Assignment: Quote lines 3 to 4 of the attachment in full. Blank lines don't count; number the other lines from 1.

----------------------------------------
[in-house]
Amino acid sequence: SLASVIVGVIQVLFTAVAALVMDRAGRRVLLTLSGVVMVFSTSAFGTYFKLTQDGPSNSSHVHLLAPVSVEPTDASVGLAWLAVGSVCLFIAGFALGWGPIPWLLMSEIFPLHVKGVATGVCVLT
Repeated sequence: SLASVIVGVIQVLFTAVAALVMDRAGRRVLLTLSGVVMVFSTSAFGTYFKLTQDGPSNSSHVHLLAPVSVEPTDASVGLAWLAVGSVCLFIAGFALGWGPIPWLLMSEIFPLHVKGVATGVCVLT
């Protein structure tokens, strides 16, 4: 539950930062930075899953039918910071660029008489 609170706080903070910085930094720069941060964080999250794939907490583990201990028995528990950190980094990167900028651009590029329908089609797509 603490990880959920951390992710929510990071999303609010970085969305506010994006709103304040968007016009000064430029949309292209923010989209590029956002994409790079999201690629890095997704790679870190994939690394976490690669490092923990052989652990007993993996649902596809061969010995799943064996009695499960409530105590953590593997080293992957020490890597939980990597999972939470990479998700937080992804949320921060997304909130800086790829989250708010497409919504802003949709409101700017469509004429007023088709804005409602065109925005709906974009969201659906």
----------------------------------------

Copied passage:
Repeated sequence: SLASVIVGVIQVLFTAVAALVMDRAGRRVLLTLSGVVMVFSTSAFGTYFKLTQDGPSNSSHVHLLAPVSVEPTDASVGLAWLAVGSVCLFIAGFALGWGPIPWLLMSEIFPLHVKGVATGVCVLT
């Protein structure tokens, strides 16, 4: 539950930062930075899953039918910071660029008489 609170706080903070910085930094720069941060964080999250794939907490583990201990028995528990950190980094990167900028651009590029329908089609797509 603490990880959920951390992710929510990071999303609010970085969305506010994006709103304040968007016009000064430029949309292209923010989209590029956002994409790079999201690629890095997704790679870190994939690394976490690669490092923990052989652990007993993996649902596809061969010995799943064996009695499960409530105590953590593997080293992957020490890597939980990597999972939470990479998700937080992804949320921060997304909130800086790829989250708010497409919504802003949709409101700017469509004429007023088709804005409602065109925005709906974009969201659906």